06 Dec Dezeen's top 10 houses of 2020
Next up in our review of 2020, we recall 10 of the most impressive and unusual houses featured on Architecturethis year, including a sculptural Chilean residence and a reconfigurable home in Tokyo.
House in Los Vilos, Chile, by Office of Ryue Nishizawa
An undulating, board-marked concrete roof shelters this Chilean house that Pritzker Prize-winning architect Ryue Nishizawa positioned beside the Pacific Ocean.
Its sculptural form mirrors the contours of its rocky site and the dips in its undulations are used in place of partitions, segmenting the dwelling into three distinct areas.
Find out more about Los Vilos ›
The Red Roof, Vietnam, by TAA Design
TAA Design’s innovative design for The Red Roof house in Vietnam landed it the title of Rural House of the Year and Architecture Project of the Year at the ArchitectureAwards 2020.
It is distinguished by its bright, stepped roof that incorporates large planters used to grow vegetables for the local community, which the ArchitectureAwards jury described as a “humble gesture that has a very powerful reach”.
Find out more about The Red Roof ›
Bumpers Oast, UK, by ACME
Over 41,000 tiles were used to clad Bumpers Oast, a quirky house that ACME designed to evoke hop-drying kilns found throughout the Kent countryside.
It comprises five tall towers, each filled with large, round rooms. At their peaks are dramatic cone-shaped sleeping spaces enveloped by plywood shingles and lit by openable skylights.
Find out more about Bumpers Oast ›
Casa Mérida, Mexico, by Ludwig Godefroy
This concrete house occupies an 80-metre-long site in Mérida, Yucatán, and was designed by Ludwig Godefroy to pay homage to the city’s Maya heritage.
Among its key features is its long, fragmented layout that is interspersed with outdoor spaces. This references a Sacbe, an ancient Mayan road system, while naturally ventilating the interiors.
Find out more about Casa Mérida ›
Landaburu Borda, Spain, by Jordi Hidalgo Tané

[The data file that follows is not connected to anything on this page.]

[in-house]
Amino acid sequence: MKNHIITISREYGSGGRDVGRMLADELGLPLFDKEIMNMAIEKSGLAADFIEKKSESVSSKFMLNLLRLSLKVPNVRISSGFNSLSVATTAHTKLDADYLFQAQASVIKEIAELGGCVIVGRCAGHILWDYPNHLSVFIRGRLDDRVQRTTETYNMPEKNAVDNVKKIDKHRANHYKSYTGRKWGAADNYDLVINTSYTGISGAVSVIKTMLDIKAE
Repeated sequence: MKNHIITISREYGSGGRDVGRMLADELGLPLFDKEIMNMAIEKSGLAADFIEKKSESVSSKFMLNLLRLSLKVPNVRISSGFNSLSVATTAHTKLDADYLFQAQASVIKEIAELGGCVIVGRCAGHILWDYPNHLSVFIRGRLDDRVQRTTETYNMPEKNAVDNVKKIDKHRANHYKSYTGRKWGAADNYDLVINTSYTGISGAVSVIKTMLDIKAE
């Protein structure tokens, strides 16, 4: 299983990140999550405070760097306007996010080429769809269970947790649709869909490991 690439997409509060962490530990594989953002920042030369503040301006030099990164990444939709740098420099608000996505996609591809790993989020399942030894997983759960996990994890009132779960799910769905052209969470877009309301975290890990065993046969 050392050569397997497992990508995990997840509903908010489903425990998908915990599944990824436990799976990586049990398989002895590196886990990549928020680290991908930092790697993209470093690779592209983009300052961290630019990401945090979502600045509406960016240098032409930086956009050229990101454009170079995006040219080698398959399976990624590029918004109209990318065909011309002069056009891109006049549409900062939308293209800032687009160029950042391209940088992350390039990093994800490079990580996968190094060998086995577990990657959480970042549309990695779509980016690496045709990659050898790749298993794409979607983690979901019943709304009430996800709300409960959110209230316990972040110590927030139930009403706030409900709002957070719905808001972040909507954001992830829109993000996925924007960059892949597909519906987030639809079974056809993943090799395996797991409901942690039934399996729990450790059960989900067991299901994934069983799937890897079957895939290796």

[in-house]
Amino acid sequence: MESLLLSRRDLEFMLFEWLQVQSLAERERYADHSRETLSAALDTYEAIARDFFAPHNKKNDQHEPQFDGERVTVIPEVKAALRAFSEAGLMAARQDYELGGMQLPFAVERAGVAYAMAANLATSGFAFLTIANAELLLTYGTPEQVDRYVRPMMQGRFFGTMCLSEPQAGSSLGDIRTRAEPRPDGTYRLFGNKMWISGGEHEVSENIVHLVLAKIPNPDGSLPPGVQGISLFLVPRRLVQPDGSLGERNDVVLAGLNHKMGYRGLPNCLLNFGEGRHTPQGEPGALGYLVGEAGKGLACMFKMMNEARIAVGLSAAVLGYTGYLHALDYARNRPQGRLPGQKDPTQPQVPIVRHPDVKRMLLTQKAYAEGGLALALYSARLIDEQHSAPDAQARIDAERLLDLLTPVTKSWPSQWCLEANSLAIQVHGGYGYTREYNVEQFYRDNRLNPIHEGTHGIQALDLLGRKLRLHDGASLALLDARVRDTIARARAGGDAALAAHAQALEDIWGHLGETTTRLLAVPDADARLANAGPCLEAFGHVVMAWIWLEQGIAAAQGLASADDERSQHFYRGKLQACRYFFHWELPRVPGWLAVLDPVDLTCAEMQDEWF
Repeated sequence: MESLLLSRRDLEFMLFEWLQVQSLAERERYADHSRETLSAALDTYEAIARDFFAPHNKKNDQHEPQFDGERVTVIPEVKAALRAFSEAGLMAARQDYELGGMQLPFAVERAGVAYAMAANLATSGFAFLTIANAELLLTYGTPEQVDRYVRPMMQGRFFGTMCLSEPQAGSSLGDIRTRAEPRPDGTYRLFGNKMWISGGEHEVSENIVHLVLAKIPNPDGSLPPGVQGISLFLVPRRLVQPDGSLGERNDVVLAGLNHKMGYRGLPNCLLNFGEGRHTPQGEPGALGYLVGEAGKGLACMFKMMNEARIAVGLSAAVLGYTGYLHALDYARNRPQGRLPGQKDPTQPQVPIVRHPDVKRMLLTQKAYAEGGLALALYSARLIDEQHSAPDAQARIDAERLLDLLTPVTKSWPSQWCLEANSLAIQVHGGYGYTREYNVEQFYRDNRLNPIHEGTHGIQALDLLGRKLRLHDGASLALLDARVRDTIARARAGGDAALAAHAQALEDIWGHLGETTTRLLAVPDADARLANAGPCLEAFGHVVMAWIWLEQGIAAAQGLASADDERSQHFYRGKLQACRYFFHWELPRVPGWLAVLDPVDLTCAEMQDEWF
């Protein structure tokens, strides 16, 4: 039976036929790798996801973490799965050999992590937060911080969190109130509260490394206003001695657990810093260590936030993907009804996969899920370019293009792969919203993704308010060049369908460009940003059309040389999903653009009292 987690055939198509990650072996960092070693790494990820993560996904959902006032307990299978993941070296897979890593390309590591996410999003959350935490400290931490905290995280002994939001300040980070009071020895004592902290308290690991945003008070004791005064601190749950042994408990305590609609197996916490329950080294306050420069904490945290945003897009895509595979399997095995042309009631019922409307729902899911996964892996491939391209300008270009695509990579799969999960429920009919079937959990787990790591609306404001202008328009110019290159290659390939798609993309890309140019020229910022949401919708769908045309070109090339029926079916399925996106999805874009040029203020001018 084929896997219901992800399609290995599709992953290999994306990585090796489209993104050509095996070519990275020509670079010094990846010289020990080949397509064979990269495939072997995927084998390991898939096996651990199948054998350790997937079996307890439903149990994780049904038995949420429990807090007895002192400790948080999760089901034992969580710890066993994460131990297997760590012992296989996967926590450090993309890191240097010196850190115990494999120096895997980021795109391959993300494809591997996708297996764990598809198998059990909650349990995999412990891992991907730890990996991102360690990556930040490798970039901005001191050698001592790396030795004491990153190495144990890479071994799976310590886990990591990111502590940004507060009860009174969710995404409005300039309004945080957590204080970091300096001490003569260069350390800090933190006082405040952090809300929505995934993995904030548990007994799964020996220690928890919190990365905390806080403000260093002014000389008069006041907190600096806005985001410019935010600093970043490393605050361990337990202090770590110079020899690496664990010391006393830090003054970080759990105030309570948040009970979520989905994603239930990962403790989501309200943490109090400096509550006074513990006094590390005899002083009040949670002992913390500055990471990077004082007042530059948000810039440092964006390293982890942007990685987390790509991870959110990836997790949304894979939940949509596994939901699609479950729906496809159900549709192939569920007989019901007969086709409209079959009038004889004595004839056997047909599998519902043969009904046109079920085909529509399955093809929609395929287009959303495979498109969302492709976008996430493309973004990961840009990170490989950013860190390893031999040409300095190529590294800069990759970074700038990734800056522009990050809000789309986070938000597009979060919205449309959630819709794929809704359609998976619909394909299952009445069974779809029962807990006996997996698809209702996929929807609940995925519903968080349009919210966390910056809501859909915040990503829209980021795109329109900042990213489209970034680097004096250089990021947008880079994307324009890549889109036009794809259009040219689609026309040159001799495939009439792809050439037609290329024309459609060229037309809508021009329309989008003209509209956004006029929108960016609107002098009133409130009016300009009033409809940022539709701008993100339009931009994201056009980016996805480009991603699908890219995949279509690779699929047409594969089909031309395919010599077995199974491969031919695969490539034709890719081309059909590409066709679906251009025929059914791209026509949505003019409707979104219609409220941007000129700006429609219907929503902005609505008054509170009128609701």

Jordi Hidalgo Tané embedded a spacious concrete annexe within the hillside when renovating and extending Landaburu Borda, an old Spanish dwelling overlooking the Navarra mountains.
To ensure it is subordinate to this dramatic setting, the extension follows the contours of the site and is accessed via an understated glass corridor that extends from the house.
Find out more about Landaburu Borda ›
Mole House, UK, by Adjaye Associates
Adjaye Associates overhauled a derelict dwelling in London to create the textured, bunker-like home and studio of artist Sue Webster.
It has multiple entrance routes and a concrete basement, introduced by Adjaye Associates as a nod to the building’s weird past that involved its former owner, the infamous Mole Man, illegally digging a network of tunnels beneath it.
Find out more about Mole House ›
House with a greenhouse, Czech Republic, by RicharDavidArchitekti
A polycarbonate greenhouse containing a sea of cacti crowns this single-storey home, completed by RicharDavidArchitekti for a family living in the town of Chlum.
Its eaves overhang a timber terrace that folds around the dwelling to provide access into each of the rooms, as well as panoramic views of a surrounding orchard.
Find out more about House with a greenhouse ›
Daita2019, Japan, by Suzuko Yamada
Suzuko Yamada enclosed the front of this Tokyo house with an adaptable scaffold of steel pipes into which a series of platforms are slotted.
Designed to support the changing needs of the owner, this structure can be reconfigured by simply by clamping or unclamping different pipes, or expanded with additional elements including rails for drying clothes.
Find out more about Daita2019 ›
House in Samambaia, Brazil, by Rodrigo Simão
A huge scooped roof sits atop this stripped-back home that Brazilian architect Rodrigo Simão built in Samambaia for himself, his wife and children.
Floor-to-ceiling windows frame its tactile interiors that are open in plan and filled with recycled elements, an exposed white-painted steel structure and board-marked concrete.
Find out more about House in Samambaia ›
La Torre Bianca, Italy, by Lorenzo Grifantini
A cluster of white high-ceilinged volumes and a 12-metre-high tower define La Torre Bianca, a pared-back Italian dwelling designed by Lorenzo Grifantini for himself and his family.
The volumes are unified by a low-lying boundary wall that offers the family privacy and conceals a large open courtyard that contains a pool and an outdoor dining space.
Find out more about La Torre Bianca ›
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